When camping in nature, you need to be ready for any uninvited guests who might drop by. Oftentimes they invite themselves to dinner.
Back when it was just the five of us camping and my son was a baby, we went to Highpoint State Park in northern New Jersey. At this point, we were still getting the children used to camping, with all the bugs around and dinner taking hours to cook on a two-burner camp stove where only one burner really works.
Well, the smell of hot dogs called to more than just my girls. A large buck came tromping right up to our Coleman stove. Even my scream didn’t startle him. It startled my husband and children in the tent. The five-year-old unzipped the door and came out.
“Freeze,” I told her.
“It’s a reindeer!”
“Yes,” I said, go back into the tent.
My husband shouted from the tent windows: “Bang pots together!”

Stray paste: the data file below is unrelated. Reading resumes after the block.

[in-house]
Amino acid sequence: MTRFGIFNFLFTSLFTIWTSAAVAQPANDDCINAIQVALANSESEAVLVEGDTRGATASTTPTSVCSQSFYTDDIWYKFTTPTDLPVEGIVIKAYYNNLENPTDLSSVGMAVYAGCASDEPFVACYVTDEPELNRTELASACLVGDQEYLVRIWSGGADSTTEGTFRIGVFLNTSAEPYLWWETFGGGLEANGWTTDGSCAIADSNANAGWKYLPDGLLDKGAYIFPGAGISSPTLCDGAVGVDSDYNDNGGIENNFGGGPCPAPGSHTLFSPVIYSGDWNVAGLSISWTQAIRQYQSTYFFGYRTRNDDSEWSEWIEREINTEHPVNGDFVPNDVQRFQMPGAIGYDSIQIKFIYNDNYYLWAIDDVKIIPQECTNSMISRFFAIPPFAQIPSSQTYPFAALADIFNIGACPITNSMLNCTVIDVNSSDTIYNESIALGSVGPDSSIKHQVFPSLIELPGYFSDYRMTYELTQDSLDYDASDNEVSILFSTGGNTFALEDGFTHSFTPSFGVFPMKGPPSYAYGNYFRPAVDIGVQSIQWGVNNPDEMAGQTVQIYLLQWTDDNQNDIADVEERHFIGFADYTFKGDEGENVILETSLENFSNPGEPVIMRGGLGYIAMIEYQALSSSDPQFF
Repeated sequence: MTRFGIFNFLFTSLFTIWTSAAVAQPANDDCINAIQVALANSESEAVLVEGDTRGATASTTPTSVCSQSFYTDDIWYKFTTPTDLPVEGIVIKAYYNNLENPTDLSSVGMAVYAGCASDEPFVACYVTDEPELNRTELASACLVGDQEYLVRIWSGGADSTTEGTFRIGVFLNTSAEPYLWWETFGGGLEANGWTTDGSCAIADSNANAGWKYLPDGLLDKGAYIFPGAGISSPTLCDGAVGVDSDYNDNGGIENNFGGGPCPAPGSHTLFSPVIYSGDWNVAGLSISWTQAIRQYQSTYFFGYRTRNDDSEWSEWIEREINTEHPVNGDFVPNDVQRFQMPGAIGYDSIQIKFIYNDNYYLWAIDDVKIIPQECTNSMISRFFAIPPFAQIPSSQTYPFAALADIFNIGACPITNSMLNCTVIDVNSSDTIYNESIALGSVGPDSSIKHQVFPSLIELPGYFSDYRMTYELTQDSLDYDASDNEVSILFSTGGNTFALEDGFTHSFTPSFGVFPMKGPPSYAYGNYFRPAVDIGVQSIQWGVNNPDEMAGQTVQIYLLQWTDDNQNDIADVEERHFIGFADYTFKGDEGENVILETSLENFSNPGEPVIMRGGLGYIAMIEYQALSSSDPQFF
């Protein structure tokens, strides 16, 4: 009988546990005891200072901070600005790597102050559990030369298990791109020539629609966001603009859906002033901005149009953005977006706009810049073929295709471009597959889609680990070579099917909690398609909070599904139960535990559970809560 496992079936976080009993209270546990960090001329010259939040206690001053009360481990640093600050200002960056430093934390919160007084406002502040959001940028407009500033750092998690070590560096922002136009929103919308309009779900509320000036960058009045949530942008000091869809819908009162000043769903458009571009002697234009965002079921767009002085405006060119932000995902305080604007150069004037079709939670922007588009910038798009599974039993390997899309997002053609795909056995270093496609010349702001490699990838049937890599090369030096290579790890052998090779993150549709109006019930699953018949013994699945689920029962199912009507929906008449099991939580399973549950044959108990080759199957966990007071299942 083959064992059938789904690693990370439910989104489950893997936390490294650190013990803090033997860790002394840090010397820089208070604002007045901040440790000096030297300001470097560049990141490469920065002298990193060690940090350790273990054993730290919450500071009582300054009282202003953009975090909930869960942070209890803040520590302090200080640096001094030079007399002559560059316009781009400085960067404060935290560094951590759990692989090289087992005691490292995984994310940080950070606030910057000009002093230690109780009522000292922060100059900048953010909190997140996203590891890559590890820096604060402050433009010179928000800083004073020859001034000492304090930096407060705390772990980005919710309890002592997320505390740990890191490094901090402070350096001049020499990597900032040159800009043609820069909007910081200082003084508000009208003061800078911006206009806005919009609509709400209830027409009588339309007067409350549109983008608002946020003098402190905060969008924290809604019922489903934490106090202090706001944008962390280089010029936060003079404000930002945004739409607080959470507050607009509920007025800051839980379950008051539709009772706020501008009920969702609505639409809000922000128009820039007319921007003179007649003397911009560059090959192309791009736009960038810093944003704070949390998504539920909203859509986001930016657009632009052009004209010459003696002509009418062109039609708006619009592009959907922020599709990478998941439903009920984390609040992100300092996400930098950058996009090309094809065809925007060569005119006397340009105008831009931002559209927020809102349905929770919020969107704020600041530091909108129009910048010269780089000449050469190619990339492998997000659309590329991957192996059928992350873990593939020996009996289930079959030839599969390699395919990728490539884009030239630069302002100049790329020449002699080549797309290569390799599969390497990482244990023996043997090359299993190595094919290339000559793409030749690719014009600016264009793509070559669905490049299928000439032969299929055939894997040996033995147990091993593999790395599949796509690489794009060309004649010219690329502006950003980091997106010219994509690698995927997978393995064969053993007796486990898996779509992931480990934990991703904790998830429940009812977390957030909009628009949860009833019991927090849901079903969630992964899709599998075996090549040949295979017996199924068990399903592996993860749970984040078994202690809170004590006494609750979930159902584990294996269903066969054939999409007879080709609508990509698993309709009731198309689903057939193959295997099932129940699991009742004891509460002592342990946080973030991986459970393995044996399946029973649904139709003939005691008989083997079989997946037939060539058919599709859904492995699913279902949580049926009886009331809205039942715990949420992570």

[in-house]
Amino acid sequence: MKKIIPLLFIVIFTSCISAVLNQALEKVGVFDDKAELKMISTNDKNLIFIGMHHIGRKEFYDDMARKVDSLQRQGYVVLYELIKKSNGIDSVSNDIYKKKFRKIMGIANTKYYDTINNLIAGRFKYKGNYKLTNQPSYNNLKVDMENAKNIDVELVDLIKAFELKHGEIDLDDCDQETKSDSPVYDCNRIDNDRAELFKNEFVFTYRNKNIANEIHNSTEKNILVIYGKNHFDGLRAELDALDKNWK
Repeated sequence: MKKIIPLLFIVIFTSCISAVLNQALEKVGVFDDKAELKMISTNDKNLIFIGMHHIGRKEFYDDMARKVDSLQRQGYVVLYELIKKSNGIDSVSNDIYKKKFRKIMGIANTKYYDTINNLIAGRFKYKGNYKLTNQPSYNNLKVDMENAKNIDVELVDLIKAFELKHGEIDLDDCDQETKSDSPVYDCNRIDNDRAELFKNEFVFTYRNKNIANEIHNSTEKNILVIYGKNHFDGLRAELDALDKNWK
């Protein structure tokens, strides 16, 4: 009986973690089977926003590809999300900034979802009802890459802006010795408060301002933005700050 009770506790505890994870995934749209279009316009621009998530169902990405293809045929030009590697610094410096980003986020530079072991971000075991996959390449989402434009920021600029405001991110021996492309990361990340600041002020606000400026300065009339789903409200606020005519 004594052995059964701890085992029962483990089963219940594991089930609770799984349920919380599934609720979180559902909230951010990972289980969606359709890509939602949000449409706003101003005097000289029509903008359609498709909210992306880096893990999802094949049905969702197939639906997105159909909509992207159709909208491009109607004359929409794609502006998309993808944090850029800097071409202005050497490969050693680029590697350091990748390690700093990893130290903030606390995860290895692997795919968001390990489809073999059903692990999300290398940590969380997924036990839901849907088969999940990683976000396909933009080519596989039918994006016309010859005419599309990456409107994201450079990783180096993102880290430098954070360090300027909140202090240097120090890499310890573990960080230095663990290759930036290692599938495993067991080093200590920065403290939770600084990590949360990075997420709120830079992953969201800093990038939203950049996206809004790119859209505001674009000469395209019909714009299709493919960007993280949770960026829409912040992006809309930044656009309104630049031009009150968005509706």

Right! The pots that were on the picnic table, beyond the deer. Right.
The deer wouldn’t back up from me and the stove. So I turned off the stove and took the dog pot with me to the picnic table. The deer followed. I put the pot down and picked up an empty pot and lid. I clanged them together at the deer. He just looked at me as if to say, could you please move so that I can get a hot dog.
By this time, my husband had come out of the trailer with a squeaky toy and started squeaking from a distance behind the deer. I continued banging the pot from the front. The deer’s body flinched. His ears started twitching. His tail flipped. He lowered his head and I thought I would be sick. But he stayed rooted in his position.
My husband and I continued our assault on the peacefulness of nature and finally the deer gave up on the prospect of having a nice quiet hot dog meal and left. I couldn’t carry the pot back to the stove; I was shaking so much, so my husband finished cooking the hot dogs.
We ate in the tent instead of at the picnic table, all sitting on the floor, cross-legged, telling stories. This was before our new camper with the indoor kitchenette and tables.
It is NOT a good idea to feed the wild animals when camping. Also, never dump cooking pot water into the environment around camp. The smell of food lingers to wild animal senses and draws the animals into camp. Always wash cooking dishes at the sinks all campgrounds have available for this purpose.